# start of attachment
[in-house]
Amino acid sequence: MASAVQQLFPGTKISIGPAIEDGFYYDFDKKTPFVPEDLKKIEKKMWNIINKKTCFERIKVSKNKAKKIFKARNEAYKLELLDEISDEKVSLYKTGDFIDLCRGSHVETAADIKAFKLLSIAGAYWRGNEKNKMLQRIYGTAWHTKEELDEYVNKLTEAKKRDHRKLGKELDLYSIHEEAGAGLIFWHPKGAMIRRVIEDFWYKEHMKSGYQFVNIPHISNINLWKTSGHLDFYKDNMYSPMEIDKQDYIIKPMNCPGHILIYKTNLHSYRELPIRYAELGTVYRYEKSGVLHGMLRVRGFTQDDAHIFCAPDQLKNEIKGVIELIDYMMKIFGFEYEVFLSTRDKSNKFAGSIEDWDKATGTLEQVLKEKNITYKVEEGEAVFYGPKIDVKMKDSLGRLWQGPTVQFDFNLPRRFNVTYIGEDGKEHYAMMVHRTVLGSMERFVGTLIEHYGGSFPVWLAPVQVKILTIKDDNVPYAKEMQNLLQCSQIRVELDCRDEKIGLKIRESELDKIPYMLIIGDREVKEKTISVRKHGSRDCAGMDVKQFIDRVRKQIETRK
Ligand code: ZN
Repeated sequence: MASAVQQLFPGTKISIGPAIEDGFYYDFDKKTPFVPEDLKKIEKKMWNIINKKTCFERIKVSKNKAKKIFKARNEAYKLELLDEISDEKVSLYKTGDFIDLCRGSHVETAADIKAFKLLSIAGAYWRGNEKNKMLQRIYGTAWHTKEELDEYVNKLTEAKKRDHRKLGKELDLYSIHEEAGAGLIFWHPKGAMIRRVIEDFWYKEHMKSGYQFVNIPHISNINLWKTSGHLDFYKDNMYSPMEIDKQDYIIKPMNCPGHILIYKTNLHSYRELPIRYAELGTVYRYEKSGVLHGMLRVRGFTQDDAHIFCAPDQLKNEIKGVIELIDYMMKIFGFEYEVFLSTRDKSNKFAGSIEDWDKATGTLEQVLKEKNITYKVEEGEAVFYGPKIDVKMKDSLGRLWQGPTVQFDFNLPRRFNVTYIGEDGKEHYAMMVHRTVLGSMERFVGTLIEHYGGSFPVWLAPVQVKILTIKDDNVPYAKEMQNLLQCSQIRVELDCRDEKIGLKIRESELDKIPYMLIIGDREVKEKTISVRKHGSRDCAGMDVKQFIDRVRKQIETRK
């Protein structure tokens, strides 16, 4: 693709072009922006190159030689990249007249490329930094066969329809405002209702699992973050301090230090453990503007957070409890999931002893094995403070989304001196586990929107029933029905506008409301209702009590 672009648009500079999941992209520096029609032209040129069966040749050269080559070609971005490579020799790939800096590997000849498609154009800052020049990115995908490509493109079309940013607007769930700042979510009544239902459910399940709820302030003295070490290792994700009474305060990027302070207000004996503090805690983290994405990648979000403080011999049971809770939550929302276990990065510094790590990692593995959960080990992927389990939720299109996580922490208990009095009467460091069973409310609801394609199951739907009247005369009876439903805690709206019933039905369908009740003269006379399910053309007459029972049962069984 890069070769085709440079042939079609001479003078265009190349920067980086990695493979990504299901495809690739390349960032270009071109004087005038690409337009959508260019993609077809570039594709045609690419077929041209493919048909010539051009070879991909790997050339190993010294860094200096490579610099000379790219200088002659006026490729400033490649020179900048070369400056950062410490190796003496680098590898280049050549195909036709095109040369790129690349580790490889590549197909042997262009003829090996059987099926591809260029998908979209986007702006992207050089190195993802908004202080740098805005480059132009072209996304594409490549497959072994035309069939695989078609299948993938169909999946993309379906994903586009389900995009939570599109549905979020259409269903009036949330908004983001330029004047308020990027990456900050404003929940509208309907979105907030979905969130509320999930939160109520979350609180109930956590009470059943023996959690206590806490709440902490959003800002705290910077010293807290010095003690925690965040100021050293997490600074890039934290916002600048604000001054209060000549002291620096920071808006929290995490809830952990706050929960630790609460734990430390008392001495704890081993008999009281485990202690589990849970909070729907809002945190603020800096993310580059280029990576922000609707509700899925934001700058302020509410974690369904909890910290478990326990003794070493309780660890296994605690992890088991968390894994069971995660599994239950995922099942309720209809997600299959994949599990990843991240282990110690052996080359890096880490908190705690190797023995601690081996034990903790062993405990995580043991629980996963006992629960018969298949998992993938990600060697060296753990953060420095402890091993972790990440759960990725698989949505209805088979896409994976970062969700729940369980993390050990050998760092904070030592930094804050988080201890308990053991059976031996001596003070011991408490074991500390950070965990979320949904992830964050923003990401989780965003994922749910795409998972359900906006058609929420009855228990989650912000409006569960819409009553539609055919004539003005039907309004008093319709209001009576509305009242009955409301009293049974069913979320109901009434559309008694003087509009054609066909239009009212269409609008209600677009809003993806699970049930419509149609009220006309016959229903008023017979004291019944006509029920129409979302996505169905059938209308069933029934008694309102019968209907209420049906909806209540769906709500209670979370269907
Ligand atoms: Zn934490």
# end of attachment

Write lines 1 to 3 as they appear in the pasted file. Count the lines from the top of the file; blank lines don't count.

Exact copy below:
[in-house]
Amino acid sequence: MASAVQQLFPGTKISIGPAIEDGFYYDFDKKTPFVPEDLKKIEKKMWNIINKKTCFERIKVSKNKAKKIFKARNEAYKLELLDEISDEKVSLYKTGDFIDLCRGSHVETAADIKAFKLLSIAGAYWRGNEKNKMLQRIYGTAWHTKEELDEYVNKLTEAKKRDHRKLGKELDLYSIHEEAGAGLIFWHPKGAMIRRVIEDFWYKEHMKSGYQFVNIPHISNINLWKTSGHLDFYKDNMYSPMEIDKQDYIIKPMNCPGHILIYKTNLHSYRELPIRYAELGTVYRYEKSGVLHGMLRVRGFTQDDAHIFCAPDQLKNEIKGVIELIDYMMKIFGFEYEVFLSTRDKSNKFAGSIEDWDKATGTLEQVLKEKNITYKVEEGEAVFYGPKIDVKMKDSLGRLWQGPTVQFDFNLPRRFNVTYIGEDGKEHYAMMVHRTVLGSMERFVGTLIEHYGGSFPVWLAPVQVKILTIKDDNVPYAKEMQNLLQCSQIRVELDCRDEKIGLKIRESELDKIPYMLIIGDREVKEKTISVRKHGSRDCAGMDVKQFIDRVRKQIETRK
Ligand code: ZN